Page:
Justin Duke

PSA: you should be using console.table()

As wonderful as the console pane is in Firefox and Chrome, its display functionalities tend to leave much to be desired.

One of the newest tools to help with this – having originated in Firebug and having been relatively recently ported over to Chrome’s main build – is console.table(), which lets you print tables to the console! As simple as it sounds, I’ve found it to be an incredibly useful tool, especially when working with some visualization toys where a little structure goes a long way.

The most obvious way to use the command is to pass it a two-dimensional array:

console.table([[1,2,3], [4,5,6], [7,8,9]]);

It also takes a second, optional argument of columns, only printing those specific ones:

console.table([[1,2,3], [4,5,9], [7,8,15]], [0, 2]);

You can also pass a list of dicts, which is advantageous in that you get actual column headers 1:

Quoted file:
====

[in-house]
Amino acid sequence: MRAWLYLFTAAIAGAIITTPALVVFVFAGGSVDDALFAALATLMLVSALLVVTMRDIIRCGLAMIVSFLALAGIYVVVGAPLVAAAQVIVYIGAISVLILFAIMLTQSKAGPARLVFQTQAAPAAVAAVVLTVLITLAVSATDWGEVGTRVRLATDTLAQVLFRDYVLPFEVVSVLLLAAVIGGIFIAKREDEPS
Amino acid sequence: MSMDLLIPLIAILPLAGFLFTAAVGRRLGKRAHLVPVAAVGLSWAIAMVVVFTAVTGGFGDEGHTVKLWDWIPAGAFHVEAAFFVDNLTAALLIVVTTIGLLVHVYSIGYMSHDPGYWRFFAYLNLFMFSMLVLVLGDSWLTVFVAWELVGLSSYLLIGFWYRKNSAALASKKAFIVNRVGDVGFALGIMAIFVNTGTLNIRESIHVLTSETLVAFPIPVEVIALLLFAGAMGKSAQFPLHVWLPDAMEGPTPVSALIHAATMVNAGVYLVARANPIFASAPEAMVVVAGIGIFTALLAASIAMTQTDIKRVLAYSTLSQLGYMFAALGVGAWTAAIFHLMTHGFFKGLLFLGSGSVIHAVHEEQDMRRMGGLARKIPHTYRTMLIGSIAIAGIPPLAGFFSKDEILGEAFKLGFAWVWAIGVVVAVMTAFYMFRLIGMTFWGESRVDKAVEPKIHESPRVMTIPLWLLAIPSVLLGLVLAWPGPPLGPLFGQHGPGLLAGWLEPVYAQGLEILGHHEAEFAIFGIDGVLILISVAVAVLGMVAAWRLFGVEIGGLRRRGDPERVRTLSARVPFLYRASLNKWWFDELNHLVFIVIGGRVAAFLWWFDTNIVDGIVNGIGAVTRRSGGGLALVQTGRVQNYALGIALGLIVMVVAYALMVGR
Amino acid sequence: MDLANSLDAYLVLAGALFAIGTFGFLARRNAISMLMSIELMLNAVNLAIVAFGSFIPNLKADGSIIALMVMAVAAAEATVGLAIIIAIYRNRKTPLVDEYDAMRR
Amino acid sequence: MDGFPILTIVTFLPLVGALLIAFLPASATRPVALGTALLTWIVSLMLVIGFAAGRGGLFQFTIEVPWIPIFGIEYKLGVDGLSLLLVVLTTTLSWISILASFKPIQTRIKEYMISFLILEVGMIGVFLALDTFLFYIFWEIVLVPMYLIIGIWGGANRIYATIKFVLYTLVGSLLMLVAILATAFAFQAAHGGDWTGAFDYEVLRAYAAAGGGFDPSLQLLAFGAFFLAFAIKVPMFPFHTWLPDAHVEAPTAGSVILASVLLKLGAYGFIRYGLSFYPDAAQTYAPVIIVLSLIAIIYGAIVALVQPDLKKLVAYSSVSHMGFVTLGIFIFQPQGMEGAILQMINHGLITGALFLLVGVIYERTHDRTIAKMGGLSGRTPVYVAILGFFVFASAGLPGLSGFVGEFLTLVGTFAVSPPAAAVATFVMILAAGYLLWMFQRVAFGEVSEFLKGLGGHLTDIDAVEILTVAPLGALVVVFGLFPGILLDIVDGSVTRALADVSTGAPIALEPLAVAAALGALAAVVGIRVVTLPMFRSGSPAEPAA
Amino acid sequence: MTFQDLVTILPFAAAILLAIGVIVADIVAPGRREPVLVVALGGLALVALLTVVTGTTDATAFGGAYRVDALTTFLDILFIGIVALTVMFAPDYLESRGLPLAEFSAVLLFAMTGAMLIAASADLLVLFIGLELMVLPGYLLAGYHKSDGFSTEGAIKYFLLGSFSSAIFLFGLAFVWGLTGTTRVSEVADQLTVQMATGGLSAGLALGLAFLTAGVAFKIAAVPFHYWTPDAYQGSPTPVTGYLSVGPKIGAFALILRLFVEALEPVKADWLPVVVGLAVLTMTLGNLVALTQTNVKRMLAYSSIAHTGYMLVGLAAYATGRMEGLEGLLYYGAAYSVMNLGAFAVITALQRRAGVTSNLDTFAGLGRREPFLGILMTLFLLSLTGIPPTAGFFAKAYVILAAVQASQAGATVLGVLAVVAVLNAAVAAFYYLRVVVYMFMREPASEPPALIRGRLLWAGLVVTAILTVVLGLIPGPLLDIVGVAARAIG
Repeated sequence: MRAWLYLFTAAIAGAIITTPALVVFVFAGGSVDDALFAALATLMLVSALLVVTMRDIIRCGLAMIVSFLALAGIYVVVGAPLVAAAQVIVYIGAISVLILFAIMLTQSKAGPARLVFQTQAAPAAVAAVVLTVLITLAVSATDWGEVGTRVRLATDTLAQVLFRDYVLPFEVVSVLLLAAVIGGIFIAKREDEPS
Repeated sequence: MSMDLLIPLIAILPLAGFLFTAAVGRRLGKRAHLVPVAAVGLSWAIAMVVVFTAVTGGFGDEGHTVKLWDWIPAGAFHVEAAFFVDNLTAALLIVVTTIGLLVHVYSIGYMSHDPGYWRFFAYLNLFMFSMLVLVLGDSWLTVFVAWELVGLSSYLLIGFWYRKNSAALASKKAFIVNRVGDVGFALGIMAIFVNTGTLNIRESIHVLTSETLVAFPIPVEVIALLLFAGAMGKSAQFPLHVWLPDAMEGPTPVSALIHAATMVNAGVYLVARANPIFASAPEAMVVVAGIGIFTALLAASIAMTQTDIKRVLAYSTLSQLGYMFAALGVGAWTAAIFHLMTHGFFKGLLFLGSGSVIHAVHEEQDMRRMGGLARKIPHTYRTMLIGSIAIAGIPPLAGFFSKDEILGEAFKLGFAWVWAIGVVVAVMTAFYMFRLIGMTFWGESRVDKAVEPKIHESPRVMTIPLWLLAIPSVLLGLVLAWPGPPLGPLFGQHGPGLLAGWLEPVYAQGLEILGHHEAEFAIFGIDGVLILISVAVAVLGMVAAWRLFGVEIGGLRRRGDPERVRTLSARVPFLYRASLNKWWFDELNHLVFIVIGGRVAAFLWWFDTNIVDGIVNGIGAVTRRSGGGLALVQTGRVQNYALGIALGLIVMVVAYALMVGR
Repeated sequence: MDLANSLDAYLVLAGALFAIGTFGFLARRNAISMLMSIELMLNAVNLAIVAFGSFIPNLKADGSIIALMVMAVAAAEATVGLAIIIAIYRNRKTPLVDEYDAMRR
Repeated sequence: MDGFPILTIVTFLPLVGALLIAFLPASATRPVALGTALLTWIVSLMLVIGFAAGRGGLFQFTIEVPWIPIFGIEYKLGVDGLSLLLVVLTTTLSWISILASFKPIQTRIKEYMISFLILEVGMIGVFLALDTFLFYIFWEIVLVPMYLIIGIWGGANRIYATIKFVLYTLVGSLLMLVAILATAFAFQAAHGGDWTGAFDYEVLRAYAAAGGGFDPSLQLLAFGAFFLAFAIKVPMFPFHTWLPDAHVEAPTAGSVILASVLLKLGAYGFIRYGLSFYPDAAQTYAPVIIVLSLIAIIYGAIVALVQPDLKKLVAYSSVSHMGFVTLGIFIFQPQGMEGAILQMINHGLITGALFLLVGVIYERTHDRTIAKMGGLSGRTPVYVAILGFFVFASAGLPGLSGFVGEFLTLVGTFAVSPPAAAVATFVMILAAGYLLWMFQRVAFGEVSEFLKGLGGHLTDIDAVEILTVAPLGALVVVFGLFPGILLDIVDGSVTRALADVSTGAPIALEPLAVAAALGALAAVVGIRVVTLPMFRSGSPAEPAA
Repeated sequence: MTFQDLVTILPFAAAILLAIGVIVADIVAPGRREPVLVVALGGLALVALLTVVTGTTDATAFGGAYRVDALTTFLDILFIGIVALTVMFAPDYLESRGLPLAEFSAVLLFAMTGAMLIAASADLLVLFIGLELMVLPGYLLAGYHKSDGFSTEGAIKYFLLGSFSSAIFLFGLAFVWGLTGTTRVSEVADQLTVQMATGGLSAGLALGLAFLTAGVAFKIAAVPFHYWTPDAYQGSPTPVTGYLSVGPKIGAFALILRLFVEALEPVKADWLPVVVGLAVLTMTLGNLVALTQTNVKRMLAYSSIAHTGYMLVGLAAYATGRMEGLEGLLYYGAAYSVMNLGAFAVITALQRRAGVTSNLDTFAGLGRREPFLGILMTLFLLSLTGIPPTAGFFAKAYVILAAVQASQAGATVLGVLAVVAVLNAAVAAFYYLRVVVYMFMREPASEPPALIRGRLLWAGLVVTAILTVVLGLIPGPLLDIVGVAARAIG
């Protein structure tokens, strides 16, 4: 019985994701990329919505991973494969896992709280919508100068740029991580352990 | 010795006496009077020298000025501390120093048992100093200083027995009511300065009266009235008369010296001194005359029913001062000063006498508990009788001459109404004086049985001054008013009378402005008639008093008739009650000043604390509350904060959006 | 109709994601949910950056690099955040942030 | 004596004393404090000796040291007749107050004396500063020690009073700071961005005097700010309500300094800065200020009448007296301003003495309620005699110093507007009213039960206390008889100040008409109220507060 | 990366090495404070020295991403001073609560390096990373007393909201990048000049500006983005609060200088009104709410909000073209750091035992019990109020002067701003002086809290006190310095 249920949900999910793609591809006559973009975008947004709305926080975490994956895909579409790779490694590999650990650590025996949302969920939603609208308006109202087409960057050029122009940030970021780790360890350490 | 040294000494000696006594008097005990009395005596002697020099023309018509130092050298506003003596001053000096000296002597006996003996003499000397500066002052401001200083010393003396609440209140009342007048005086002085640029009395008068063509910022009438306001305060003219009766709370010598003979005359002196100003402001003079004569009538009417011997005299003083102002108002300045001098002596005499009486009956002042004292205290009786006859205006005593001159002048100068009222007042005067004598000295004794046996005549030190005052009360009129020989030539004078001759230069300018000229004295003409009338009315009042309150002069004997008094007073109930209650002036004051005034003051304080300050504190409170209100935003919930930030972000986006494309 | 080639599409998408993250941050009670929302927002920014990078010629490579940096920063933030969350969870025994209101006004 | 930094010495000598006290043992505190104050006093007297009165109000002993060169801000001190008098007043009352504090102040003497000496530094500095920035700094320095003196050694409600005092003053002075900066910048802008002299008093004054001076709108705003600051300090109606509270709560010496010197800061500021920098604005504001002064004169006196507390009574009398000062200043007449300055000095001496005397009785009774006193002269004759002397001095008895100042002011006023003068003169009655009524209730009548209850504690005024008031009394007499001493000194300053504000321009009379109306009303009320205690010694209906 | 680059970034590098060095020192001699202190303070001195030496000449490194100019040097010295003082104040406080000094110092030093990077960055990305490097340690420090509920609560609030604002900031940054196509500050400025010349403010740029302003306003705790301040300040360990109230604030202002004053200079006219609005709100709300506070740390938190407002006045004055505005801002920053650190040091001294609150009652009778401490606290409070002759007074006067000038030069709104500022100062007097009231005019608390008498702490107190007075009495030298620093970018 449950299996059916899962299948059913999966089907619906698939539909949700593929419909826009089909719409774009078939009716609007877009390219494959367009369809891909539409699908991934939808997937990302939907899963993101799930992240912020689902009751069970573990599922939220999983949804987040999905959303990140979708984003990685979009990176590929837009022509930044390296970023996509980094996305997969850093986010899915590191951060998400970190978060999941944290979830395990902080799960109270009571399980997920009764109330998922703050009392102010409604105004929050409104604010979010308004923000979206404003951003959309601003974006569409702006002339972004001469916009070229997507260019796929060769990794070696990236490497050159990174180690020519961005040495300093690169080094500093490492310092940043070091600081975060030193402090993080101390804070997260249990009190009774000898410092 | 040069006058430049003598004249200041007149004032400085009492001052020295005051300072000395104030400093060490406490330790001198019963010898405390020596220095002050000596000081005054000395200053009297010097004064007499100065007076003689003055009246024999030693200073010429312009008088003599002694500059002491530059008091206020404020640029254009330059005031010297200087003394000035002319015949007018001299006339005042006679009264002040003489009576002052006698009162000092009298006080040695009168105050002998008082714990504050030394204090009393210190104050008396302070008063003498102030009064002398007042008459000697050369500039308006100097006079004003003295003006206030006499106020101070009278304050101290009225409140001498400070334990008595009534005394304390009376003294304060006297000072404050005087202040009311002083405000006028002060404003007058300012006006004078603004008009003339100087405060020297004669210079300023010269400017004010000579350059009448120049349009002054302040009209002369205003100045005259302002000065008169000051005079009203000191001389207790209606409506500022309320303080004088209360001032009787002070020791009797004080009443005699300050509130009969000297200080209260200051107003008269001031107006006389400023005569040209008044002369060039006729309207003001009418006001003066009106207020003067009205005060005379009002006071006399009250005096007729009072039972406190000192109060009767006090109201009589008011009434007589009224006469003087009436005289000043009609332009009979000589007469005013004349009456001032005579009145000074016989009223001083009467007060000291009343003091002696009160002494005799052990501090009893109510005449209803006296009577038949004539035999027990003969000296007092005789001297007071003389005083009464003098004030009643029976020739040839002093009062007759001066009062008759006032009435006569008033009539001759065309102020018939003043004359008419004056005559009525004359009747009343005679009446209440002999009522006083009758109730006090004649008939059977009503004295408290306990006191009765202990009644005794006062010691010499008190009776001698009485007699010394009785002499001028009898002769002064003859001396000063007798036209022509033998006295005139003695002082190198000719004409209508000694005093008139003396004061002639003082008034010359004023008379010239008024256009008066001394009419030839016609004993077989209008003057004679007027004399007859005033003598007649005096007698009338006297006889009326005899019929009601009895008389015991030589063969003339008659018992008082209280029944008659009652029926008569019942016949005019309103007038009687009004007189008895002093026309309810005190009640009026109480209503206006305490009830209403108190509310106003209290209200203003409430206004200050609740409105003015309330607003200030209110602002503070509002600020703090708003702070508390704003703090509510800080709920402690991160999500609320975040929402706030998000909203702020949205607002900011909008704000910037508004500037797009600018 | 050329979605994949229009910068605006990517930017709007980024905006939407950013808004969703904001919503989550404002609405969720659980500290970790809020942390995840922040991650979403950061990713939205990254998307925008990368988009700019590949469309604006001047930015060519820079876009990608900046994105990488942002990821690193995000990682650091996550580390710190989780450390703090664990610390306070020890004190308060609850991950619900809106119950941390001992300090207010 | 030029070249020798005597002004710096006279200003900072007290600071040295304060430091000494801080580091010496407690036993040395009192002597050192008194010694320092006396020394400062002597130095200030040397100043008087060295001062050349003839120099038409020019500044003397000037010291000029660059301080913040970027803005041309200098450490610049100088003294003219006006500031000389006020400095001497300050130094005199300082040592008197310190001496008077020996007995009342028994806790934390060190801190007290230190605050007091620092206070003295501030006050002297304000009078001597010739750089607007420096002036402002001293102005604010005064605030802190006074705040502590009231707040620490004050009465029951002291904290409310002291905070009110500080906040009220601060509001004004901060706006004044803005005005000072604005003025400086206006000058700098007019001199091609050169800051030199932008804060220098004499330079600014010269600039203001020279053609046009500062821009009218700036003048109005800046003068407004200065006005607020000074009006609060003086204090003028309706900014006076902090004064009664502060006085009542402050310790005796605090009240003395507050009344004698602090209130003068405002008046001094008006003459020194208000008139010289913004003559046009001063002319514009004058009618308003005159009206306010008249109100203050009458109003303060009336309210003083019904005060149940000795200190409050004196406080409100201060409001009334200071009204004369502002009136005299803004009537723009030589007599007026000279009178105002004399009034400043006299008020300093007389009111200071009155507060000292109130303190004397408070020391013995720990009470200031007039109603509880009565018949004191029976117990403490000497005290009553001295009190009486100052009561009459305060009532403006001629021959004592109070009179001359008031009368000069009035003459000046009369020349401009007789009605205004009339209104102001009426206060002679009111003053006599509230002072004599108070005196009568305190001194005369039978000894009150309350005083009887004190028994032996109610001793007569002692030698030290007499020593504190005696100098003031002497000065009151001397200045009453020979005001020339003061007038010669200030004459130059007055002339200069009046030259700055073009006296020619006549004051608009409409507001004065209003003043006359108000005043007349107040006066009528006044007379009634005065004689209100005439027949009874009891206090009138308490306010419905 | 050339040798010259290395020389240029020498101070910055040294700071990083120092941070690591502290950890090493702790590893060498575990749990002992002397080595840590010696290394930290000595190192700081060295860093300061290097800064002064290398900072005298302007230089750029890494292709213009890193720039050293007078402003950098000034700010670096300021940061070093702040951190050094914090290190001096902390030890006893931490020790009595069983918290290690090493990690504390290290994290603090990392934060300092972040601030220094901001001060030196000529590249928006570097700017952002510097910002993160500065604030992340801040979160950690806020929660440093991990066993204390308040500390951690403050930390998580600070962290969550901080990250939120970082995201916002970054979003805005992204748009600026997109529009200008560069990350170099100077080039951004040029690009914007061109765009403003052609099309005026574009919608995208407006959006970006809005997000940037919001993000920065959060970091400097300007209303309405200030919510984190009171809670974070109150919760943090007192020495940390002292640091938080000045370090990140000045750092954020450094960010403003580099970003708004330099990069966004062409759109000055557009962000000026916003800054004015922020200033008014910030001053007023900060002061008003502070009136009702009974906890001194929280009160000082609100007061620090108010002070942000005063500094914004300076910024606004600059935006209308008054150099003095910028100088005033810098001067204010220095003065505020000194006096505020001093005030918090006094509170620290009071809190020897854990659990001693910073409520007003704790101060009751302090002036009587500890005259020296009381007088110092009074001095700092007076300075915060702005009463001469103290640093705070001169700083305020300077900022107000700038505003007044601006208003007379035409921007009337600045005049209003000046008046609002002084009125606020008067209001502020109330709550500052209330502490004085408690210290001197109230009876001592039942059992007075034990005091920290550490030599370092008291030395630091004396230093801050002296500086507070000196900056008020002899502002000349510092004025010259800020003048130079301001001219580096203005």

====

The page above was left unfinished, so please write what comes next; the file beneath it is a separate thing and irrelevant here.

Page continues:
console.table([{"first": "John", "last": "Doe"}, {"first": "Jane", "last": "Doe"}, {"first": "Rust", "last": "Cohle"}]);

And, with actual column headers, you can specify columns by string:

console.table([{"first": "John", "last": "Doe"}, {"first": "Jane", "last": "Doe"}, {"first": "Rust", "last": "Cohle"}], ["last"]);

Perhaps even more pragmatically, you can pass arbitrary objects to console.table() and it’ll do a good job of representing them. Take this only slightly contrived instance, for example:

function Car(make, model, year) {
  return {"make": make, "model": model, "year": year};

garage = {};
garage.primary = new Car("Honda", "Accord", 2002);
garage.secondary = new Car("Toyota", "Prius", 2011);
garage.midlife_crisis = new Car("Ford", "Thunderbird", 1964);


Compare that to the default tree view, as provided by console.log() 2:

And, just like before, you can filter by column:

console.table(garage, ["make", "model"]);

  1. BTW: the columns are sortable. Just click on the headers. [return]
  2. And four clicks required to decompress the whole thing – the horror! [return]
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